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North Sea decline threatens Scotland’s economic growth – Aberdeen Business News

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THE Scottish economy is set for slow and steady growth but a decline in North Sea activity remains one of the key long-term challenges for the country, according to a new report.

KPMG’s first ever Scottish economic outlook report forecasts growth of 0.4% this year and 1% next.

But long-term challenges remain in a number of sectors including oil and gas, where Scotland is able to “reap advantages of the energy transition” if it can turn declination into opportunity.

The report also outlines a slowing rate of population growth as another challenge facing Scotland.

The report says: “Unlike the rest of the UK, the Scottish economy managed to avoid a technical recession in 2023, posting growth of 0.1% for the year.

“As a result, GDP at the end of 2023 was just 1% above its pre-Covid level, broadly matching the UK performance.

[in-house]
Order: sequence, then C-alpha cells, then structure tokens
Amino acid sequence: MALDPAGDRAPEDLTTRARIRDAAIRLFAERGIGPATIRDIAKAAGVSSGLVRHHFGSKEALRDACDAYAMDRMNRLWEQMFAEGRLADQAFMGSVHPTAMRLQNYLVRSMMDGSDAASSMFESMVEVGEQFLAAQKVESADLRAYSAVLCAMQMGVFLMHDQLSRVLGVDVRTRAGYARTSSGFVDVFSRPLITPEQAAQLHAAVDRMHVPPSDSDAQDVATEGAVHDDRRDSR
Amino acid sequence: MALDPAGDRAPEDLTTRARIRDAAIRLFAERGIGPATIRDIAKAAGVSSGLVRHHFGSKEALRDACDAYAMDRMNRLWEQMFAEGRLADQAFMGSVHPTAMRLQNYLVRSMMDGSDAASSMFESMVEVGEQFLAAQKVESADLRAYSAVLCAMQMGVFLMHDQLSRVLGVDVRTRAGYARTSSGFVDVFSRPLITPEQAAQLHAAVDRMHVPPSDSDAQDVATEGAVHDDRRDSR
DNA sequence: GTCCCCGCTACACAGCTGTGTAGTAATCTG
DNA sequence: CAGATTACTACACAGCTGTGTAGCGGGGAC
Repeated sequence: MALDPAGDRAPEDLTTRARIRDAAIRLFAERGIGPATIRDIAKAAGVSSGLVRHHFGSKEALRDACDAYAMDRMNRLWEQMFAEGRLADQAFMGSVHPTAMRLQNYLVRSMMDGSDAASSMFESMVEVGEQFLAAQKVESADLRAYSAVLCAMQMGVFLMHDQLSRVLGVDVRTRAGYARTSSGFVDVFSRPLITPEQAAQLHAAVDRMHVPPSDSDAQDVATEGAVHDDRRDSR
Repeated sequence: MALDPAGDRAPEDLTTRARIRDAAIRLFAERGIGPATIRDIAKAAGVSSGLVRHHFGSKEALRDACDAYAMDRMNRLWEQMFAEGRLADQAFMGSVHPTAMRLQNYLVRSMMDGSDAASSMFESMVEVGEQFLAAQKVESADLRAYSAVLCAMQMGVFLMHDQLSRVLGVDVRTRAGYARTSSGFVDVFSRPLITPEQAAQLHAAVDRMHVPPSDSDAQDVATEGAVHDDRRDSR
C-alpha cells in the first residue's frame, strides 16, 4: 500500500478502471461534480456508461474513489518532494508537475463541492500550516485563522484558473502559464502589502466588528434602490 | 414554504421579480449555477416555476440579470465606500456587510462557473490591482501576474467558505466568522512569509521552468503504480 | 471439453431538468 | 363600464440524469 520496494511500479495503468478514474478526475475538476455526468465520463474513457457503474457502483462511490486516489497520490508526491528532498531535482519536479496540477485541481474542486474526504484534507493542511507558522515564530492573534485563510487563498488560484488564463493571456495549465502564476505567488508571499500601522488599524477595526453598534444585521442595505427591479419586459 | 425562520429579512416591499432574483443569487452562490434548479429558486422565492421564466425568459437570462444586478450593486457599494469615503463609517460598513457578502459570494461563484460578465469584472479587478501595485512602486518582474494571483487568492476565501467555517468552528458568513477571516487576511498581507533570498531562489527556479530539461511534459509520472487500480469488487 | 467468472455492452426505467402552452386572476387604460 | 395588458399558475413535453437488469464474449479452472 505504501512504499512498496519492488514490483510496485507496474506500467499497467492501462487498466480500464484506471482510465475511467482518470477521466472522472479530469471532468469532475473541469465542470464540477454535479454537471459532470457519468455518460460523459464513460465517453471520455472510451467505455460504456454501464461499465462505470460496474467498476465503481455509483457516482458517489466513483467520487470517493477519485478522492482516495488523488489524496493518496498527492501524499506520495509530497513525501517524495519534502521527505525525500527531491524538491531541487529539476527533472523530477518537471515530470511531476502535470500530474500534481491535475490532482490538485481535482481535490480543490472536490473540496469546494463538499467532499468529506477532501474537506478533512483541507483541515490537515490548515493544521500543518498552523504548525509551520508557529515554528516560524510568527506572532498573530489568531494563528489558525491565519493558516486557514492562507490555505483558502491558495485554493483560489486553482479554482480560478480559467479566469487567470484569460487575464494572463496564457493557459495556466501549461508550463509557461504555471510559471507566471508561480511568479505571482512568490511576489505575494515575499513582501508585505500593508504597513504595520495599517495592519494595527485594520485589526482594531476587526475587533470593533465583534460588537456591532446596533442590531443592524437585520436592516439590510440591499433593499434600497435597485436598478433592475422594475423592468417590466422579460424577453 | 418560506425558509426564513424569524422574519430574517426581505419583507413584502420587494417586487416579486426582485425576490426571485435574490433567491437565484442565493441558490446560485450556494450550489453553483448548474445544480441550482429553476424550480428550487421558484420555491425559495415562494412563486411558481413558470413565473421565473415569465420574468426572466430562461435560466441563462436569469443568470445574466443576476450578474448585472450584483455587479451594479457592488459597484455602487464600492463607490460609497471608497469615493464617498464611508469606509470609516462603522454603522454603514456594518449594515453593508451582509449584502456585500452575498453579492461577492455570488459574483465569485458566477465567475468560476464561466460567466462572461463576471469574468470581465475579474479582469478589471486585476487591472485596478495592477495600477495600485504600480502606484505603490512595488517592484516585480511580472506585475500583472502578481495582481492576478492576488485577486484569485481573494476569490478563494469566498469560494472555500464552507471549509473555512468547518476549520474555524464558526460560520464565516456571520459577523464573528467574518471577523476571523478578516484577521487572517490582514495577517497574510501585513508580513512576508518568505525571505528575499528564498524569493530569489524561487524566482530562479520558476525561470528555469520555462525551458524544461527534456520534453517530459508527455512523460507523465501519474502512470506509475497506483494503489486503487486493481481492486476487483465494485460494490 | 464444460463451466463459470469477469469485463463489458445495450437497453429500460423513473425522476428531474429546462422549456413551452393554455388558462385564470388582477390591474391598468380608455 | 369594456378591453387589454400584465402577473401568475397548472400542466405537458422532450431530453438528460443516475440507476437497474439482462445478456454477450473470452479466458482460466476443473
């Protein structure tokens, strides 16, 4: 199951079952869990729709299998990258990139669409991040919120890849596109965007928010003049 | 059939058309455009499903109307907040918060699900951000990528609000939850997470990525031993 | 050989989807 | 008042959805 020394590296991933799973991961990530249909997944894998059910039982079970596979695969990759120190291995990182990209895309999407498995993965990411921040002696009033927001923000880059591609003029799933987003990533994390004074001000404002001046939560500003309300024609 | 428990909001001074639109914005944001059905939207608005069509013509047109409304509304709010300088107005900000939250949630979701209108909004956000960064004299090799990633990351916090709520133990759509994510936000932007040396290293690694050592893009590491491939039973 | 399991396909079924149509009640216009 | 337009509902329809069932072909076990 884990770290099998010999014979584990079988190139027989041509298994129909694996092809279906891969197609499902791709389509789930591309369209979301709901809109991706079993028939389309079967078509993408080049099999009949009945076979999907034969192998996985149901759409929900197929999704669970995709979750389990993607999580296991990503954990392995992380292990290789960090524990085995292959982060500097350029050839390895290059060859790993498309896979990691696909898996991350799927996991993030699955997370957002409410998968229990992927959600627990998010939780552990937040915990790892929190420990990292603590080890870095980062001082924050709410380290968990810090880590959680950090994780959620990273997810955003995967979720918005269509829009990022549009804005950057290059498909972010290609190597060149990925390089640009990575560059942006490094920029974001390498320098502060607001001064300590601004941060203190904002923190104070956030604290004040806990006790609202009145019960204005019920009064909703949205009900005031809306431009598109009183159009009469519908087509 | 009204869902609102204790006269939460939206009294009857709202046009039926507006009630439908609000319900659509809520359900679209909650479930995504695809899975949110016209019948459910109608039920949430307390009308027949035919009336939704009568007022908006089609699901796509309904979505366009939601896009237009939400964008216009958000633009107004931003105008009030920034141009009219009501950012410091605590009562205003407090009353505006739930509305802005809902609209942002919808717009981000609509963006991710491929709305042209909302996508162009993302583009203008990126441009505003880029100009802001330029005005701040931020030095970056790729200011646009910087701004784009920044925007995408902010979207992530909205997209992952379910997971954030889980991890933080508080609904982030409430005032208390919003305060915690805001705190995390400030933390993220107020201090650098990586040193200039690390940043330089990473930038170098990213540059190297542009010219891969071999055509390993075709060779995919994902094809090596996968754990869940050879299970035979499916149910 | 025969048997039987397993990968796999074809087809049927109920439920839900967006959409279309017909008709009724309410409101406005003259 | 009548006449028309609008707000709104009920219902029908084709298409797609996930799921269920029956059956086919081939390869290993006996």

Higher interest rates are continuing to hamper investor confidence, according to the report.

A 1.4% fall in investment in 2024 is expected before a return to modest growth in 2025.

The North Sea is a major factor for this. The report says: “Declining opportunities for extraction have made investment in the UK Continental Shelf less attractive, which in turn directs less demand towards the onshore economy via the related supply chains.”

Yael Selfin, Chief Economist at KPMG, said: “The big question mark remains around the outlook for investment, which is forecast to fall for the first time since the Covid pandemic. However, with many projects currently put on hold, the question is hopefully when – and not if – businesses will resume capital expenditures.

“The expected fall in interest rates could provide a much-needed boost, although the near-term outlook for monetary policy is somewhat less clear than at the start of the year.”

James Kergon, Senior Partner at KPMG Scotland, added: “Businesses in Scotland will have to adjust to the long-term challenges facing the economy, including slowing population growth and a secular decline in the oil and gas activity.

“Those able to turn this into opportunity will stand ready to reap advantages of the energy transition, while the productivity gap with the rest of the UK offers scope for catch-up growth.”

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